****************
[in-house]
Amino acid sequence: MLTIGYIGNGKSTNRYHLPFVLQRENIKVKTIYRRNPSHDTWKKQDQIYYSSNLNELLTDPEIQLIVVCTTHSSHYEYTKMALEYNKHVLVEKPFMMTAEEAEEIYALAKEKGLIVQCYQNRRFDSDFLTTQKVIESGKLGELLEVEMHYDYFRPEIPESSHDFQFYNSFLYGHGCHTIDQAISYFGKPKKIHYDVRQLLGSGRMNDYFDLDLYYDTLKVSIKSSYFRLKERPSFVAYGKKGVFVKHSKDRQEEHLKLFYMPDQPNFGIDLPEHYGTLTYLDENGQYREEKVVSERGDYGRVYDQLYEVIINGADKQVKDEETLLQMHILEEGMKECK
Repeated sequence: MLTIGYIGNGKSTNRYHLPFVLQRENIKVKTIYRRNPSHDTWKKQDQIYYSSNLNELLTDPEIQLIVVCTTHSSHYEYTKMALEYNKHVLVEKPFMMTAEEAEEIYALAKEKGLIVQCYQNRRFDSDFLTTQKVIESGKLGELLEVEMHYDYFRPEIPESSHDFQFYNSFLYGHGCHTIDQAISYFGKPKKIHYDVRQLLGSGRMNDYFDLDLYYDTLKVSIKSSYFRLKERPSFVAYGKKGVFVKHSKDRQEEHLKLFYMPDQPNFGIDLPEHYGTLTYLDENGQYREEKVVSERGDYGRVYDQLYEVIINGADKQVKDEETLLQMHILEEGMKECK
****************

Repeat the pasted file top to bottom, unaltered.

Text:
[in-house]
Amino acid sequence: MLTIGYIGNGKSTNRYHLPFVLQRENIKVKTIYRRNPSHDTWKKQDQIYYSSNLNELLTDPEIQLIVVCTTHSSHYEYTKMALEYNKHVLVEKPFMMTAEEAEEIYALAKEKGLIVQCYQNRRFDSDFLTTQKVIESGKLGELLEVEMHYDYFRPEIPESSHDFQFYNSFLYGHGCHTIDQAISYFGKPKKIHYDVRQLLGSGRMNDYFDLDLYYDTLKVSIKSSYFRLKERPSFVAYGKKGVFVKHSKDRQEEHLKLFYMPDQPNFGIDLPEHYGTLTYLDENGQYREEKVVSERGDYGRVYDQLYEVIINGADKQVKDEETLLQMHILEEGMKECK
Repeated sequence: MLTIGYIGNGKSTNRYHLPFVLQRENIKVKTIYRRNPSHDTWKKQDQIYYSSNLNELLTDPEIQLIVVCTTHSSHYEYTKMALEYNKHVLVEKPFMMTAEEAEEIYALAKEKGLIVQCYQNRRFDSDFLTTQKVIESGKLGELLEVEMHYDYFRPEIPESSHDFQFYNSFLYGHGCHTIDQAISYFGKPKKIHYDVRQLLGSGRMNDYFDLDLYYDTLKVSIKSSYFRLKERPSFVAYGKKGVFVKHSKDRQEEHLKLFYMPDQPNFGIDLPEHYGTLTYLDENGQYREEKVVSERGDYGRVYDQLYEVIINGADKQVKDEETLLQMHILEEGMKECK